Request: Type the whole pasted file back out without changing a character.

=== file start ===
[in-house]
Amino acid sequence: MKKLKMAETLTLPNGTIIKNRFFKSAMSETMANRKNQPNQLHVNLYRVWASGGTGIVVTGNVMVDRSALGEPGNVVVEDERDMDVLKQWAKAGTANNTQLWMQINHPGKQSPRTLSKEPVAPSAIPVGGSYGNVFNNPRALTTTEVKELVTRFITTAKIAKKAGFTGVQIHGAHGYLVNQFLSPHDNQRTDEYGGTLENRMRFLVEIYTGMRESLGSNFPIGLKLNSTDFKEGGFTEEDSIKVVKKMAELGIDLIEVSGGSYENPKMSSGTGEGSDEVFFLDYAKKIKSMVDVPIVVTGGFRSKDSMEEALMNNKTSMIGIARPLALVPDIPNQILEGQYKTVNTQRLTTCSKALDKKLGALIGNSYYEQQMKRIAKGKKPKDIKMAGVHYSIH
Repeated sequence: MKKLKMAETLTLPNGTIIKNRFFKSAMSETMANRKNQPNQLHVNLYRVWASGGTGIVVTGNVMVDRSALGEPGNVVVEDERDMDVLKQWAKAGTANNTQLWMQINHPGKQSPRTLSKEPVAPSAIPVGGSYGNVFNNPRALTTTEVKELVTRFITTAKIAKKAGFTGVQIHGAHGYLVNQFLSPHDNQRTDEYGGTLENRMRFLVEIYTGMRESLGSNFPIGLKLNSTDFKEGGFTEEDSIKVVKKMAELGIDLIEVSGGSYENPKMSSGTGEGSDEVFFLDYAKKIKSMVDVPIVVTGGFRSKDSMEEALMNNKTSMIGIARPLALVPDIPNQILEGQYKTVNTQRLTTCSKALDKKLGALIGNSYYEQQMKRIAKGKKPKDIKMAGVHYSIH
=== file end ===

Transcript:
[in-house]
Amino acid sequence: MKKLKMAETLTLPNGTIIKNRFFKSAMSETMANRKNQPNQLHVNLYRVWASGGTGIVVTGNVMVDRSALGEPGNVVVEDERDMDVLKQWAKAGTANNTQLWMQINHPGKQSPRTLSKEPVAPSAIPVGGSYGNVFNNPRALTTTEVKELVTRFITTAKIAKKAGFTGVQIHGAHGYLVNQFLSPHDNQRTDEYGGTLENRMRFLVEIYTGMRESLGSNFPIGLKLNSTDFKEGGFTEEDSIKVVKKMAELGIDLIEVSGGSYENPKMSSGTGEGSDEVFFLDYAKKIKSMVDVPIVVTGGFRSKDSMEEALMNNKTSMIGIARPLALVPDIPNQILEGQYKTVNTQRLTTCSKALDKKLGALIGNSYYEQQMKRIAKGKKPKDIKMAGVHYSIH
Repeated sequence: MKKLKMAETLTLPNGTIIKNRFFKSAMSETMANRKNQPNQLHVNLYRVWASGGTGIVVTGNVMVDRSALGEPGNVVVEDERDMDVLKQWAKAGTANNTQLWMQINHPGKQSPRTLSKEPVAPSAIPVGGSYGNVFNNPRALTTTEVKELVTRFITTAKIAKKAGFTGVQIHGAHGYLVNQFLSPHDNQRTDEYGGTLENRMRFLVEIYTGMRESLGSNFPIGLKLNSTDFKEGGFTEEDSIKVVKKMAELGIDLIEVSGGSYENPKMSSGTGEGSDEVFFLDYAKKIKSMVDVPIVVTGGFRSKDSMEEALMNNKTSMIGIARPLALVPDIPNQILEGQYKTVNTQRLTTCSKALDKKLGALIGNSYYEQQMKRIAKGKKPKDIKMAGVHYSIH